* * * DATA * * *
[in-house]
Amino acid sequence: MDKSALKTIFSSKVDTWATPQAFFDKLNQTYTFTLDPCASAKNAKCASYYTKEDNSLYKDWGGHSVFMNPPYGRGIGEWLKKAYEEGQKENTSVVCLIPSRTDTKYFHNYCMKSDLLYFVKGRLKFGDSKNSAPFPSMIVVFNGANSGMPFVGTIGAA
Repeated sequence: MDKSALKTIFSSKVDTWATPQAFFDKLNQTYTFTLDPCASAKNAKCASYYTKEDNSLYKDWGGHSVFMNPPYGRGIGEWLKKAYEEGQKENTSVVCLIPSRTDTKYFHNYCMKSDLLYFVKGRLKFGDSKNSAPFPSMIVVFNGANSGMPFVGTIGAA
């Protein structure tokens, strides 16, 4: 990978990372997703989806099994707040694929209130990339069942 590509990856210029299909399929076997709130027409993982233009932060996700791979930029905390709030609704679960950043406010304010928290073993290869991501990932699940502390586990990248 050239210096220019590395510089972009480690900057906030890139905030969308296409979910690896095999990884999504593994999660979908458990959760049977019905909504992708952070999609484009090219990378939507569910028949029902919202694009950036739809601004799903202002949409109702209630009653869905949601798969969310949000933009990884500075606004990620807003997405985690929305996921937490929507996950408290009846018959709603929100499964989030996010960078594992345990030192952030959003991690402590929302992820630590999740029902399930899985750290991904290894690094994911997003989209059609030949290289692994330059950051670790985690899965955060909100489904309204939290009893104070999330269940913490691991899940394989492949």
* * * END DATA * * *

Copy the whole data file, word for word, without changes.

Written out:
[in-house]
Amino acid sequence: MDKSALKTIFSSKVDTWATPQAFFDKLNQTYTFTLDPCASAKNAKCASYYTKEDNSLYKDWGGHSVFMNPPYGRGIGEWLKKAYEEGQKENTSVVCLIPSRTDTKYFHNYCMKSDLLYFVKGRLKFGDSKNSAPFPSMIVVFNGANSGMPFVGTIGAA
Repeated sequence: MDKSALKTIFSSKVDTWATPQAFFDKLNQTYTFTLDPCASAKNAKCASYYTKEDNSLYKDWGGHSVFMNPPYGRGIGEWLKKAYEEGQKENTSVVCLIPSRTDTKYFHNYCMKSDLLYFVKGRLKFGDSKNSAPFPSMIVVFNGANSGMPFVGTIGAA
């Protein structure tokens, strides 16, 4: 990978990372997703989806099994707040694929209130990339069942 590509990856210029299909399929076997709130027409993982233009932060996700791979930029905390709030609704679960950043406010304010928290073993290869991501990932699940502390586990990248 050239210096220019590395510089972009480690900057906030890139905030969308296409979910690896095999990884999504593994999660979908458990959760049977019905909504992708952070999609484009090219990378939507569910028949029902919202694009950036739809601004799903202002949409109702209630009653869905949601798969969310949000933009990884500075606004990620807003997405985690929305996921937490929507996950408290009846018959709603929100499964989030996010960078594992345990030192952030959003991690402590929302992820630590999740029902399930899985750290991904290894690094994911997003989209059609030949290289692994330059950051670790985690899965955060909100489904309204939290009893104070999330269940913490691991899940394989492949």